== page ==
Safe navigable area at the Port of Durban increases

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…As Trump poised to withdraw support  from Iran nuclear deal***

Following disruptions caused by inclement weather at the Port of Durban on 10 October 2017, which resulted in only 80% of navigable area declared safe by last night, progress has been made in clearing obstruction on the seabed. This brings the total port area that is safe for navigation of vessels to 95%, as at 16h00 today.

The latest results of the sounding surveys that were conducted indicate that there is no obstruction on the seabed that could pose risk to navigation along the Durban Container Terminal: Pier 1. However, sounding surveys are still in progress along the C-Shed area and in the interest of ensuring safe navigation of vessels, vessel movement is still suspended in this area.

Transnet National Ports Authority’s focus still remains on continuing with the implementation of the recovery operations and supporting terminal operators to restore normality.

In the meantime, US President Donald Trump is expected to withdraw backing from the nuclear accord with Iran on Friday and lay out a more confrontational strategy.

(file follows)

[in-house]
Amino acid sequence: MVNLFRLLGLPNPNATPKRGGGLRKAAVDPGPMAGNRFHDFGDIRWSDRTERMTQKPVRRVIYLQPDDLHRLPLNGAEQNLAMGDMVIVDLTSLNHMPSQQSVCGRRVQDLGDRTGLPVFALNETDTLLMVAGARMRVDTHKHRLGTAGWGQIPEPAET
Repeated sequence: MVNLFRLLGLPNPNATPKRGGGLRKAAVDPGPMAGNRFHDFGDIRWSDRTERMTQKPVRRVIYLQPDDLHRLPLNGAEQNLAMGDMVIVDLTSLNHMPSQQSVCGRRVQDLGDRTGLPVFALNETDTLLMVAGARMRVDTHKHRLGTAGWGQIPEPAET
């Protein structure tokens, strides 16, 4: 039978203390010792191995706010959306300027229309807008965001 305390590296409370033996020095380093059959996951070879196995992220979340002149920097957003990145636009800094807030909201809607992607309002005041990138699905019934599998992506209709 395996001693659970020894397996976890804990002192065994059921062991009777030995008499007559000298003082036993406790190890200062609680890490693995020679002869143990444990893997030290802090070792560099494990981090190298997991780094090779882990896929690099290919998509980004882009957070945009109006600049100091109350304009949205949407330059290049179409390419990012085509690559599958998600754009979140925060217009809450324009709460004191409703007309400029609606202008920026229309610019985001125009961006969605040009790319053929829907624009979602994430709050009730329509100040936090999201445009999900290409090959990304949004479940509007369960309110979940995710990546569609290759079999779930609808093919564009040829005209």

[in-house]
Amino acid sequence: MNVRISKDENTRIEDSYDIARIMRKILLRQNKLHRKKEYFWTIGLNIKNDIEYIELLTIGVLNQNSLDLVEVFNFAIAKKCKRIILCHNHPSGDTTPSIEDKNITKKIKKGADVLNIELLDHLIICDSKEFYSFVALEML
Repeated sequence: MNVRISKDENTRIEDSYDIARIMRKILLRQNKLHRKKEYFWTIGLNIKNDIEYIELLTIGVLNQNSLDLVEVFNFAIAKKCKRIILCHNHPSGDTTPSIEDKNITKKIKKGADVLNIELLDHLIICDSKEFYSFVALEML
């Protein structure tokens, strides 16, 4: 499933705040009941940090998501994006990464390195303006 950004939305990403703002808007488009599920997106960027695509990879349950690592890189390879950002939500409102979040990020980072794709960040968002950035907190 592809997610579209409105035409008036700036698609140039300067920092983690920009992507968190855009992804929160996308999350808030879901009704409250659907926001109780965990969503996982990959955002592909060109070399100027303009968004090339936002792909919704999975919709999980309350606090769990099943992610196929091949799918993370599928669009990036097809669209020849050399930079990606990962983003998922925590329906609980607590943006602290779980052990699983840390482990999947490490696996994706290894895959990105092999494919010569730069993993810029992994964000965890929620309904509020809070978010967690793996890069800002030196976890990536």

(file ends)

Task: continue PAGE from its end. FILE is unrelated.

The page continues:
The move would not withdraw the US from the deal but give Congress 60 days to decide whether to do so by re-imposing sanctions.

Secretary of State Rex Tillerson has been consulting with counterparts in Europe and China, officials said.

Mr Trump has been under pressure at home and abroad not to scrap the deal.

Under the 2015 accord, Iran agreed to freeze its nuclear programme in return for the partial lifting of sanctions.

President Trump has been a longstanding critic of the deal and pledged to scrap it during his campaign.

Congress requires the US president to certify every 90 days that Iran is upholding its part of the agreement. Mr Trump has already recertified it twice.

Speculation that Mr Trump might refuse to recertify the deal has caused alarm among US allies and some members of his own administration.

Defence Secretary James Mattis told a Senate hearing earlier this month it was not in the national interest to abandon it.

Additional report from BBC

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